When I got to the other end of Boylston Street I came across a woman, wearing a 2013 Boston Marathon jacket, talking to a police officer at the barricades of Boylston Street at Hereford Street. I listened to their conversation as I stared down Boylston Street.

The marathoner was telling the police officer she was just short of finishing the marathon when the bombs went off. She knew where she had stopped running and asked the police officer to point out the finish line using the visible landmarks left on the empty, debris-filled street. The officer was standing at the finish line when the bombs went off.

They told each other they would be back in Boston in 2014…and every year after that.

That is why the people who did this won’t win. That is why violence is stupid. That is why I’m so proud of the city I live in. That is why Boston is strong.

Memorial at Berkley Street and Boylston Street After a long day of work (including the FBI releasing photos and video of two suspects in the bombing and Barack Obama visiting the city and making a very moving speech at the interfaith service this morning), I returned to the crime scene. I had three hours of sleep the night before and hadn’t had a meal all day. I was exhausted, cranky, emotional, stressed and angry.

When I stood at the memorial and read the messages of hope, love and support and saw how much the memorial had grown in 13 hours, those emotions went I away. I was proud.


I uploaded a lot of photos to my Flickr account to the album #BostonStrong.

Also, here is a map of the crime scene for those not familiar with the area:

Boston Marathon Crime Scene -- April 18, 2013

Boston Marathon Crime Scene — April 18, 2013

This time normal is good

Wednesday April 17

I wasn’t sure what angle to go with for today’s therapeutic post. A lot of very different things have been swirling around in my head.

I woke up this morning hoping for a normal day. It was going to be the most normal day yet — I had physical therapy before work, which was my first time since Monday at 3 p.m. that I spoke to someone face-to-face that wasn’t a co-worker, cab driver, or Starbucks barista (besides a quick comment or two with my roommates this morning).

I was going to judge “normal” by how normal 7News kept its television schedule. I turned on my TV at 7 a.m. to see if we were staying on-air. It was the TODAY show. The day was already looking to be more normal.

The day didn’t continue that way because of various breaking news stories and false reports by many major news outlets about the identification and arrest of a suspect. This is one of the many angles I was going to take, but I wasn’t ready to analyze the way the media dealt with this situation. These thoughts will be included in a future post when the wounds of Monday aren’t as fresh in my mind and I’m able to dissect things better.

I think normal is a good thing. I’ve read hundreds of articles, tweets, blog posts, Facebook statuses, heard interviews, talk shows, etc. and something stuck with me in all of that, and for the life of me I wish I could give the source credit, but I just can’t remember. If you know what I’m talking about please comment below. Thank you.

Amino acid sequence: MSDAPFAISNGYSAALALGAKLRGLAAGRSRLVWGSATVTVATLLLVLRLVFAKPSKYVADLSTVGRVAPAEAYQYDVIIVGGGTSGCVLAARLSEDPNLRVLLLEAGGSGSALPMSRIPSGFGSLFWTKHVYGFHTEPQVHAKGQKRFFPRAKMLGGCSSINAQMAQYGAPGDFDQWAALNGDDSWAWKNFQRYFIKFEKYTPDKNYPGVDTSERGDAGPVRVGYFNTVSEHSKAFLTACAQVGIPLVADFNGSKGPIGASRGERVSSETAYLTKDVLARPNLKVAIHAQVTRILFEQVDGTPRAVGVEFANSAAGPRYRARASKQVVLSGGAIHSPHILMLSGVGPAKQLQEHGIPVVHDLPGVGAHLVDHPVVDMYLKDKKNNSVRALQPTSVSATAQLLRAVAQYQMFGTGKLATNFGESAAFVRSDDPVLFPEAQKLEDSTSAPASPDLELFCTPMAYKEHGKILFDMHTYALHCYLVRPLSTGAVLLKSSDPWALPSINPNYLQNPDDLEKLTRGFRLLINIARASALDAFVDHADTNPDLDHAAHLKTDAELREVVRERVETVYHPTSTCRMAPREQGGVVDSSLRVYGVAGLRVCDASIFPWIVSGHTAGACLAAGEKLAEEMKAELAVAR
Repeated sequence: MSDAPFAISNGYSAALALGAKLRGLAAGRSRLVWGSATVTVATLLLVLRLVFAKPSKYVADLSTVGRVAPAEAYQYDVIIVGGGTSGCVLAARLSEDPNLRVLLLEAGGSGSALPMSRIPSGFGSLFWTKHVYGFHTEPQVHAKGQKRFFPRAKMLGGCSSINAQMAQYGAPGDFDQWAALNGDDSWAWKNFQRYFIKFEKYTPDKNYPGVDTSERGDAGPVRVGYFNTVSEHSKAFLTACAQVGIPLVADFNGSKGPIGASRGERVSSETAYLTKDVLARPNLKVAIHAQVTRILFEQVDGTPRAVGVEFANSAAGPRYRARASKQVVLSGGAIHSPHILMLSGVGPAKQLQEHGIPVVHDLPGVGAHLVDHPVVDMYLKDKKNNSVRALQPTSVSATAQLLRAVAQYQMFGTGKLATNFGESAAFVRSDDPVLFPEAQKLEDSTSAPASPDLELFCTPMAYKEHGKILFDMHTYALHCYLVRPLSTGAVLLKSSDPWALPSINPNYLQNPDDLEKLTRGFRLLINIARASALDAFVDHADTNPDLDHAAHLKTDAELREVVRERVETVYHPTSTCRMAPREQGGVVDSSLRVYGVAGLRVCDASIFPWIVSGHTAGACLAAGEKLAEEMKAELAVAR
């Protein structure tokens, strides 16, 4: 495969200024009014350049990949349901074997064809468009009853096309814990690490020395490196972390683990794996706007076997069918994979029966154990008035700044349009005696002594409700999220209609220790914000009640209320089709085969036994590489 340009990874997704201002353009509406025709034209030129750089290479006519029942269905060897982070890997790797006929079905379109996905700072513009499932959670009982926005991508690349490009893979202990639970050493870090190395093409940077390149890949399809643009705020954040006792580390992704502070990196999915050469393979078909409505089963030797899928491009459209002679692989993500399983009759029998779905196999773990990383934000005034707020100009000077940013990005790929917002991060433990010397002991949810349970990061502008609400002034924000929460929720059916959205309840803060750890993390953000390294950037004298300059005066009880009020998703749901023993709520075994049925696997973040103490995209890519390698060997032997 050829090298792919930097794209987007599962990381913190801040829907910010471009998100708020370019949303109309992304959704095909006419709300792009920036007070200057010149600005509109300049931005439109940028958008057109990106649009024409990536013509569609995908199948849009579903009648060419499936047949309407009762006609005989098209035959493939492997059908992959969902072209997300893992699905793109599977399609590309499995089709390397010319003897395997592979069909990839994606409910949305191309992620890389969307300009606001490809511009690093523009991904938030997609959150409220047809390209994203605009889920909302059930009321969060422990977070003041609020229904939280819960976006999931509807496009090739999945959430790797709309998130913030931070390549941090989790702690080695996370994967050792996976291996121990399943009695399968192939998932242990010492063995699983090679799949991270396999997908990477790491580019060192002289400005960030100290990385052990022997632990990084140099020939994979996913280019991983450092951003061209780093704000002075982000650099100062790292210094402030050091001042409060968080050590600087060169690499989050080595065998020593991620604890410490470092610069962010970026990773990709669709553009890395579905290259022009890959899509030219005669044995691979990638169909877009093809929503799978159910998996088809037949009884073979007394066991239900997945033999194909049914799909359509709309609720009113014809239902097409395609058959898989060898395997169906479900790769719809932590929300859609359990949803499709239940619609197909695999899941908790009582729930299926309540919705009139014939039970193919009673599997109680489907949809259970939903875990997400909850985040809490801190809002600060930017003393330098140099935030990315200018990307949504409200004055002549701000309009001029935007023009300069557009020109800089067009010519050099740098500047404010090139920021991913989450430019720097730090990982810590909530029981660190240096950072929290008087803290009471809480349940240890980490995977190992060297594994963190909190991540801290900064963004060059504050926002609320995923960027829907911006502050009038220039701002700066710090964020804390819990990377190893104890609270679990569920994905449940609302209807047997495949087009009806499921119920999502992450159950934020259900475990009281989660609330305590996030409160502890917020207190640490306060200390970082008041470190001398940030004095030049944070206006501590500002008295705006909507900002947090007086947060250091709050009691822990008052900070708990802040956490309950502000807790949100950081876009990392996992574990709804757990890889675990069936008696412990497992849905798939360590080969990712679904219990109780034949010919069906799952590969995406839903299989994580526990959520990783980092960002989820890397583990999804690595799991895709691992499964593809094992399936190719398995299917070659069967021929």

It was about life returning to normal. It’s good that this morning felt more normal. It doesn’t mean we’re forgetting what happened.This isn’t something this city, nation or world is going to forget anytime soon. We are healing. We can’t, and won’t, stay wounded forever.

Returning to normal means the person (or people) who did this doesn’t win. Boston is strong and we’ve shown it this week and we’ll continue to show it in the weeks, months and years to come.

After the breaking news-filled day, Boston returned to “normal” with its first professional sporting event in the city since the marathon. The Boston Bruins, a team I have grown to love more than the city itself, had a game set for Monday night, which was rescheduled for a later date. They played a regularly-scheduled game tonight.

If you know anything about Boston it should be the city’s love of its sports teams. This game meant a lot to this city and the pregame ceremonies showed the Bruins felt the same way. The pregame video portraying #BostonStrong (another angle I was going to take for today’s post…which will likely be tomorrow) with an amazing video. Followed by one of the most beautiful things I have ever seen — the entire arena singing the national anthem.

My friend texted me when I sat down to write this post asking how I was doing. I responded, “It depends on the hour…I’m exhausted…But right now I’m happy for the first time since Monday [morning]. I think the Bruins stuff helped. It still doesn’t really seem real.”

The Bruins ended up losing in a shootout to the Buffalo Sabres. A win would have been too perfect. Boston is used to losing (ahem, the Red Sox championship drought) so it almost seemed fitting. Both teams saluted the fans after the game as the fans chanted USA — it was an escape from reality, yet a perfect reminder of how people can come together and show the world what really matters. We’re strong and we’re not going anywhere.

The Bruins reminded us of life before  Monday afternoon. They reminded us that as hard as it is, life does go on and we do move forward. We still remember what happened, but we’re not going to let that change what we do. We will be normal again.